Human operators in traditional air traffic management (ATM) are already facing high workloads and a deluge of data from different information systems, flight planning, radar and weather.
The current approach isn’t scalable in ways that can deliver the hybrid airspace: the combination of crewed and uncrewed aircraft delivering a host of new services and the huge complexity that will bring both for localised urban areas and the global air traffic system as a whole.
The International Civil Aviation Organisation is committed to establishing new safety standards for uncrewed traffic. Communications that can lead to seamless integration is already being explored by NASA and the FAA and SESAR and Eurocontrol, with projects researching Concept of Operations (CONoPS), new technologies and case studies.
But ATM is increasingly seen as standing in the way of a new age of commercial opportunities: urban air taxis, cargo and delivery services, security operations, healthcare support and environmental monitoring. According to a PWC report in 2021, the UK is sitting on £32 billion of potential growth in the UK economy via the drones and uncrewed aircraft market by 2030.
To access the huge potential benefits of a new kind of airspace there has to be more automation and autonomy — but that can only happen with watertight systems and shared sense of trust.
We only have one way forward when it comes to delivering the transformation needed, and that is cross-sector collaboration. A common vision and communications are needed between the Uncrewed Traffic Management (UTM) service and digital infrastructure providers, Uncrewed Aerial Vehicle operators, physical infrastructure providers, ATM service providers, regulators, local and regional authorities, and all the stakeholders that might have some point of interaction with this new aviation ecosystem. And that means ATM securely opening itself up to the Internet.
Concerns over security mean the aviation industry has been ‘hermetically sealed’ from the Internet and kept to its own — outdated and sometimes unreliable — information systems. A Cranfield study has estimated that 60 percent of flight delays (that aren’t weather-related) are due to failures in handling data. Digital aviation innovators, the start-ups using 4G and 5G connectivity, have been held back from having an impact.
Obviously, data being shared across a hybrid airspace needs to be consistently accountable and explainable, every movement and decision being explicit and trustworthy. Every anomaly has to be clear and traceable. At this stage, however, there aren’t clear guidelines on acceptable levels of performance for increasingly automated and autonomous systems.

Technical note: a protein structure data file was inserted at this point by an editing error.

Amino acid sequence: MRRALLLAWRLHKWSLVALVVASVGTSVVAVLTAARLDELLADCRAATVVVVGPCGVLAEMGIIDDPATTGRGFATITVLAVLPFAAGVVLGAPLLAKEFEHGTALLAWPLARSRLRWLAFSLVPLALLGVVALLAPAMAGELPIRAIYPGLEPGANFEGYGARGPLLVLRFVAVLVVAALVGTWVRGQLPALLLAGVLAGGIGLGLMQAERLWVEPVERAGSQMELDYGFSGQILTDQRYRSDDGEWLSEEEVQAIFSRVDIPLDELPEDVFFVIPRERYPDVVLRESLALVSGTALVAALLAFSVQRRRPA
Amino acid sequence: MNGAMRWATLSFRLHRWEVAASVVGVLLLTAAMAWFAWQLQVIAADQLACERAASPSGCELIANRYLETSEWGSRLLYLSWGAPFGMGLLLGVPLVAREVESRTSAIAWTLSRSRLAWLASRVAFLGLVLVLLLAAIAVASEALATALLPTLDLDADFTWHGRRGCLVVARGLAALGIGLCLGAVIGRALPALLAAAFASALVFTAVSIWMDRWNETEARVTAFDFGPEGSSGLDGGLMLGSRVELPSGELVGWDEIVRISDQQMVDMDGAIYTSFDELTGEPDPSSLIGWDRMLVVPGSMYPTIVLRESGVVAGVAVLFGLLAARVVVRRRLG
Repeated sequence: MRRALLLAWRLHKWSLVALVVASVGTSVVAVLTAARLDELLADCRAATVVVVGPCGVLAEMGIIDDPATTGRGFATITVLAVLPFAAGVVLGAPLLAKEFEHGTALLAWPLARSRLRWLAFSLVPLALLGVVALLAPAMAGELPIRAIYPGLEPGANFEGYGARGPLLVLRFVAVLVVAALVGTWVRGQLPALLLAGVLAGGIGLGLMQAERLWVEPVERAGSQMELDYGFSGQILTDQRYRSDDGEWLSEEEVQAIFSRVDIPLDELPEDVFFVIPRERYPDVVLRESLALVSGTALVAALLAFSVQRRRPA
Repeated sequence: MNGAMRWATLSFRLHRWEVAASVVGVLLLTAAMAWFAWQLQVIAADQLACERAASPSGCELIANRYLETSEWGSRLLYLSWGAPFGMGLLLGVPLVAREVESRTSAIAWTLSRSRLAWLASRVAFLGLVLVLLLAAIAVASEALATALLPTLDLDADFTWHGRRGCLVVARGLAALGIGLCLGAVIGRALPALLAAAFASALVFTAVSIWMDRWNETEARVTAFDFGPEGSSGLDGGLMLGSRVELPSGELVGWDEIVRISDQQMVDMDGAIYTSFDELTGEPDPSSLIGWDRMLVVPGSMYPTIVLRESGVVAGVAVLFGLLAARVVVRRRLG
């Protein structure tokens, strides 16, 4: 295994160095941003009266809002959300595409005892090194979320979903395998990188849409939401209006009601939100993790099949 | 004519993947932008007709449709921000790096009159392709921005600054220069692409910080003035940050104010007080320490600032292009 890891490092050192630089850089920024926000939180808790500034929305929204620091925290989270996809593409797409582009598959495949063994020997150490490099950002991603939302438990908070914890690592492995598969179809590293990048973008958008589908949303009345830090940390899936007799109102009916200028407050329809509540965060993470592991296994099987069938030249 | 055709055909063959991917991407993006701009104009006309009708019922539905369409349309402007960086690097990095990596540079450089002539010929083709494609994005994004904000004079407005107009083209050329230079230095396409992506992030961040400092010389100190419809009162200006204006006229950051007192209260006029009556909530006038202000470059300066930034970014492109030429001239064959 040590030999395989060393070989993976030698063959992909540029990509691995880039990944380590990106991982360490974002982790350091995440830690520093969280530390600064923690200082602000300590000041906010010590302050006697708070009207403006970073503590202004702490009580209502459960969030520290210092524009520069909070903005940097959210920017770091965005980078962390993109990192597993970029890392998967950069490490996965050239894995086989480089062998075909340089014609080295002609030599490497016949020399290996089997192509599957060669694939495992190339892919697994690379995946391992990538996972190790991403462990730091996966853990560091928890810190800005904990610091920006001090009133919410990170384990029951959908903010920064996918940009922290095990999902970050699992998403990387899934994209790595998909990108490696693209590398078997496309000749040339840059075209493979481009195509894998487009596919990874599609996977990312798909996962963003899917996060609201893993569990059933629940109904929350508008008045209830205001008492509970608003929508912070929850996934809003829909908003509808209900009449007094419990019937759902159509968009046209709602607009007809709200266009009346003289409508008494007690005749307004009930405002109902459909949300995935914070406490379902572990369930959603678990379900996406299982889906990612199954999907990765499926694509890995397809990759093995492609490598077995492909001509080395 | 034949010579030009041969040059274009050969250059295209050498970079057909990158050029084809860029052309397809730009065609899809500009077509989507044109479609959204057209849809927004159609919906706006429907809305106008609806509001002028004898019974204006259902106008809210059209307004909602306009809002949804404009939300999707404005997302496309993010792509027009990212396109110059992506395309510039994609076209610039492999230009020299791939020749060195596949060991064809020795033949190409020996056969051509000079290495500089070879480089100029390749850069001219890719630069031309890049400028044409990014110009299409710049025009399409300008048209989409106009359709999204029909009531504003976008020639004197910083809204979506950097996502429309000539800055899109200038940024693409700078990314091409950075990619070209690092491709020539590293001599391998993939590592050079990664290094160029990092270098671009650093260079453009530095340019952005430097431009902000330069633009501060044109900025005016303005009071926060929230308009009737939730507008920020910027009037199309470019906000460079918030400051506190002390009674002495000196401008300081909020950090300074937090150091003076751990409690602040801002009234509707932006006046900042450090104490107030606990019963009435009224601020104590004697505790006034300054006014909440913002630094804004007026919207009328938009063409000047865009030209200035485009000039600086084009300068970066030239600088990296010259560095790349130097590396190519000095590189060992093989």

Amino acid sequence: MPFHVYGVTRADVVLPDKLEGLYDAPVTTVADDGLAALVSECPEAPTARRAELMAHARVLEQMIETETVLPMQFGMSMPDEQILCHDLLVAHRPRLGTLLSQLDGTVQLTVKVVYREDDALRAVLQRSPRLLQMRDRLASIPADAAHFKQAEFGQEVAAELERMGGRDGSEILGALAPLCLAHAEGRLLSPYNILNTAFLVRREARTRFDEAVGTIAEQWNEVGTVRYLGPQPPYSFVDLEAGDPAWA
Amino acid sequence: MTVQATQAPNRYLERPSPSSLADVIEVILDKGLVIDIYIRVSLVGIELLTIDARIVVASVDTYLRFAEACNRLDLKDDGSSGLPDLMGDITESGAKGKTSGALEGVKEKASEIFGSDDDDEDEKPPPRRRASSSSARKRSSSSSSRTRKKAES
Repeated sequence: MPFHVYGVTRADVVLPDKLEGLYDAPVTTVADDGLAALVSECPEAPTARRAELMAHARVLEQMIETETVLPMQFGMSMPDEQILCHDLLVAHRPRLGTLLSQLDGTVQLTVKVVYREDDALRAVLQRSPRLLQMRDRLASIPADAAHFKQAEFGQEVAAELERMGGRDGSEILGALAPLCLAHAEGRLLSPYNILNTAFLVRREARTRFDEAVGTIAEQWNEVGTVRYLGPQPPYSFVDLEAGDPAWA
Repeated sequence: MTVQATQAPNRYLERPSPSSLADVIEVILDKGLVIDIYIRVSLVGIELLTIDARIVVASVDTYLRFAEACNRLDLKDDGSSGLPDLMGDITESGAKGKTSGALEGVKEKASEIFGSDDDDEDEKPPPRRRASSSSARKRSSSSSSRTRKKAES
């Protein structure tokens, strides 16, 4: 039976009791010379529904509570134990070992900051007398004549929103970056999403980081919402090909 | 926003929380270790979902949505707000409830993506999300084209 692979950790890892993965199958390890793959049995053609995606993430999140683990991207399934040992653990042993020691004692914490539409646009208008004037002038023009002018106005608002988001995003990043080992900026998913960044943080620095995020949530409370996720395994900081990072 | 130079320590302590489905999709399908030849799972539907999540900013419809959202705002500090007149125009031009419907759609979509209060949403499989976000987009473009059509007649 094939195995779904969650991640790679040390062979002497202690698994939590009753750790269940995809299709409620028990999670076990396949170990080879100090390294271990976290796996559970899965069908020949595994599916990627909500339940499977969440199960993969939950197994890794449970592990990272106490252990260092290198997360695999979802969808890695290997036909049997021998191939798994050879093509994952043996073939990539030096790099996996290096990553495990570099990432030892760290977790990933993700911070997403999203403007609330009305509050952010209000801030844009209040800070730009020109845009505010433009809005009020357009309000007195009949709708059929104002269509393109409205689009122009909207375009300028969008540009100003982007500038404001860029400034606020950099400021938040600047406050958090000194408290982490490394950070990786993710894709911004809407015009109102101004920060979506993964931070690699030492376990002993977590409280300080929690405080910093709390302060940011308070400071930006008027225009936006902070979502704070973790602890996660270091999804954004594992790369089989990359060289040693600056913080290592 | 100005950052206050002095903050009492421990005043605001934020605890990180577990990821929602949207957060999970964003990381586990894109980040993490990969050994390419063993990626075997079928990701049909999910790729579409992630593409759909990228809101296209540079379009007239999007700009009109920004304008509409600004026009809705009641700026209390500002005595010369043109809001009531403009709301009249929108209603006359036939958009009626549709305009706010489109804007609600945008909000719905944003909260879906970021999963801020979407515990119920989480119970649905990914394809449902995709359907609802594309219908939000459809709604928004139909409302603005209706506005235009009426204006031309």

The answer is going to be in the use of Distributed Ledger Technologies (DLTs) — similar to the blockchain technology — which can be used to ensure there is secure registration and identification of the different users in the airspace, improving safety and cybersecurity and interoperability between the stakeholders involved. Using simple definitions, and open source code this base infrastructure can be used to underpin the future filing of flight plans, the capture and exchange of live routing data, and ensure the right data is made available to the right stakeholders at the right time, safely, securely and transparently. In this way, a DLT allows thousands of independent computers to share oversight of the history of data (who did what and when).
The system includes ‘smart contracts’, controls over user actions backed up by coded security. Artificial Intelligence will enhance cybersecurity measures for the DLTs, allowing for constant real-time data collection, processing and authorisation during operations. AI algorithms can be trained using historical data to recognise ‘expected’ UTM message content and the ‘expected’ behaviours of the parties involved, and so detect deviations that may signal misbehaviour on a DLT system. Suspected malign messages are removed or marked-up.
A new report outlining the tech involved also proposes a new governance framework that sets a series of rules for those stakeholders participating in a distributing ledger, so that they can provide and receive data and services in a trustworthy environment. It highlights the need for modernisation of ATM in order to allow for the interoperability between UTM and ATM: making ATM and UTM information accessible to all relevant stakeholders.
Opening up the hybrid airspace is achievable in the near future. Work is underway between a consortium of partners including Cranfield, Heathrow Airport, IAG, NATS, SITA and Oxford University as well as UK-based startups and SMEs. It’s expected that the framework of working tech will be in place by 2024. All that’s needed is the shared will and coming together of the main players in the aviation sector to seize the opportunity that’s being presented.
Dimitrios Panagiotakopoulos, Senior Lecturer in Uncrewed Aircraft systems Traffic Management (UTM). Centre for Autonomous and Cyberphysical Systems, Cranfield University. A report, ‘The development of an UTM system using cross-cutting technologies: Distributed ledgers and artificial intelligence’ can be downloaded here.